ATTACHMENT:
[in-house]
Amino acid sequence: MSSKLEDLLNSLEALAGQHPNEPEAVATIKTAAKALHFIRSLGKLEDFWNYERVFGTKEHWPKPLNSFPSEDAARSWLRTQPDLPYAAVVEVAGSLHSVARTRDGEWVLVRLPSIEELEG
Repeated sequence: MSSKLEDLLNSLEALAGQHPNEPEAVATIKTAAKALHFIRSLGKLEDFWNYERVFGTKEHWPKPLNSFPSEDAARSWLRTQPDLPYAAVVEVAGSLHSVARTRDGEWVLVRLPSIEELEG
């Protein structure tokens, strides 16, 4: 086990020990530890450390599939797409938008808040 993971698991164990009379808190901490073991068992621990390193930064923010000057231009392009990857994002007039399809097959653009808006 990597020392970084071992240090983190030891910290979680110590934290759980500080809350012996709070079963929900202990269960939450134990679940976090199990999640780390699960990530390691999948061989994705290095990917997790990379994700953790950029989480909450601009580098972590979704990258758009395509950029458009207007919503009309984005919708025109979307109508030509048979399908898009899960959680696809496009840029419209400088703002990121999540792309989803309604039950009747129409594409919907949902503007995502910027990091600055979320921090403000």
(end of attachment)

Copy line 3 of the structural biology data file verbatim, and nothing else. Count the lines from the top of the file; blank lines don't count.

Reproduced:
Repeated sequence: MSSKLEDLLNSLEALAGQHPNEPEAVATIKTAAKALHFIRSLGKLEDFWNYERVFGTKEHWPKPLNSFPSEDAARSWLRTQPDLPYAAVVEVAGSLHSVARTRDGEWVLVRLPSIEELEG